Poetry / Poets / Writers / Writing

Poems by B.T. Joy



After viewing The Achievement Of The Grail

-Edward Burne-Jones et al.


We had already heard the call. It came

from the deep woods, from beds of wildflowers

and standing lilies by the chapel door.

We went largely alone. Even across the sea,

awed by their wings of cinnabar thread,

our companions stopped, bowed their heads,

prayed as a penitent might. And we, largely alone,

shield on our backs, lance lost, knelt in garden scent,

and, perfectly permeable, we saw the shining prize.

Its innards like a trumpet of morning glory in the sun.

Its base, sturdy as the foot of a common oak,

unshakable as myth, thick rooted in the soil.

We had already heard the call. Though many said:

This will come to nothing. What you’re chasing

is froth on the ocean; is dew on a petal’s hand.

There were giants, nights under the lonely moon,

and women, young, and in their sheer nightgowns

who said: Stay home. Stay warm. Don’t listen.

But we had already heard, without having listened,

the horn-blow barely audible under history’s strings.

And the sound, once heard, became a vision.

Restlessness filled us. Our idle walks in spring woods

would excruciate. Open flowers under generous shade

appearing cup-like as they did; appearing to contain

more blood than rain.


Hell Is A Beautiful Woman


Those first theologians

to devise a concept of hell

weren’t postulating a physical realm

but offering a metaphor

for the burning they themselves had felt

in knowing

but not touching God.


That’s why they say hell will happen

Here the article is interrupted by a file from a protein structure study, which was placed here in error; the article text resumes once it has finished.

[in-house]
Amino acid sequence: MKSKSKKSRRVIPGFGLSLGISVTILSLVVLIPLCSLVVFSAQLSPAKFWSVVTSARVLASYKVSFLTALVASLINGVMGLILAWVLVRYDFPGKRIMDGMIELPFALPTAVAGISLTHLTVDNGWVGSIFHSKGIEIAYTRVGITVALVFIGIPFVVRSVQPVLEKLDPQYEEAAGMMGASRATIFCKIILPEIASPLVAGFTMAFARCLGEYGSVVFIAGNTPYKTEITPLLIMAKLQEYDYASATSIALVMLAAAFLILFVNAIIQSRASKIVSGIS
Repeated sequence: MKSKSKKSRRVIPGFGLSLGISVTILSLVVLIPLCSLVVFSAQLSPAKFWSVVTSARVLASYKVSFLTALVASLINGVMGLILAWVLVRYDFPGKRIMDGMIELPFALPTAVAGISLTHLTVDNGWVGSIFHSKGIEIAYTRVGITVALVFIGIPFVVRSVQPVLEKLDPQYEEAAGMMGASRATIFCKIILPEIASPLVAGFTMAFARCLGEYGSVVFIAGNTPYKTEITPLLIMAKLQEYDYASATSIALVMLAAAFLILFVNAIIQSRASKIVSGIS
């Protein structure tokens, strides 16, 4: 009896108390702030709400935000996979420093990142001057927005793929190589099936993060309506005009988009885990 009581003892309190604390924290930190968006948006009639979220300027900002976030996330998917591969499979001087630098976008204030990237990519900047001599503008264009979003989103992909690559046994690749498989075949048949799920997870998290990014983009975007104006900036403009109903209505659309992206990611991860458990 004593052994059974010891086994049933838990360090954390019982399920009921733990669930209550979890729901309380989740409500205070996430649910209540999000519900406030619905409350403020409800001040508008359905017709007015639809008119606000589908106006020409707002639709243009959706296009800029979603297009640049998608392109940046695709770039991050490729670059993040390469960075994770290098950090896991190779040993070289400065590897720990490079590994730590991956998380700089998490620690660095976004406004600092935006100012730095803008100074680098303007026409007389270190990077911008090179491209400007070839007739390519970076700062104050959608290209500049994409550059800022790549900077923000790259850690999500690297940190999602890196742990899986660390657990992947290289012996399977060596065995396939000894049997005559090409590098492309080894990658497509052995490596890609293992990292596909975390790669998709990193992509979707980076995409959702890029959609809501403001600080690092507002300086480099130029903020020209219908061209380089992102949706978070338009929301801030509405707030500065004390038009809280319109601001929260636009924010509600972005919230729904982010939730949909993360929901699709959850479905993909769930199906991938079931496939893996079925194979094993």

within the sight of Christ.


That’s why, in those gaudy Tibetan freezes,

there are buddhas sitting in the lotus coloured flames


Think of it as a beautiful woman.

Think of it as a great

but impossible love.




Okay, so there’s still some strange pain. But I’m living

in the same world as chicory, morning glory and black willow.

The same sun that shilly-shallies over grass, through bright trees,

its light too falls on this face; on these hands and eyes.

A massive crow stabs at the mud between the weeds in the morning

and every day the house-spider spins a new and effervescent web.

There is rain and colour and mountains and the sea and every animal

seems to know its place in this. What does it matter then if I

am still so often frightened and lost? What does it matter if I have

or have no purpose, like those things have, shining, and wild?

Maybe I’m still entitled to give thanks. Maybe this is enough:

this joy.



B.T. Joy is a Scottish poet and fiction writer living and working in Glasgow. He has published poetry and short fiction in journals, magazines, anthologies and podcasts worldwide; including poetry in Forward PoetryPoetry Quarterly,PresenceBottle RocketsFrogpond and The Newtowner and horror stories in Static MovementSurreal Grotesque,James Ward Kirk FictionHuman Echoes, MicroHorror, Flashes In The Dark, SQ Magazine and Forgotten Tomb Press. After receiving his honours degree in Creative Writing and Film Studies in 2009 he went on, in 2012, to receive a PGDE from Strathclyde University and has since taught as a High School English teacher. He is also the author of two volumes of haiku In The Arms Of The Wind (2010) and The Reeds That Tilt The Sky (2011). His haiga have appeared with theWorld Haiku AssociationHaiga Online and Daily Haiga. He was one of six writers nominated for The Ravenglass Poetry Press Competition of 2012; judged by Don Paterson. For further information on writing and publications please visit the writer’s website: http://btj0005uk.wix.com/btjoypoet





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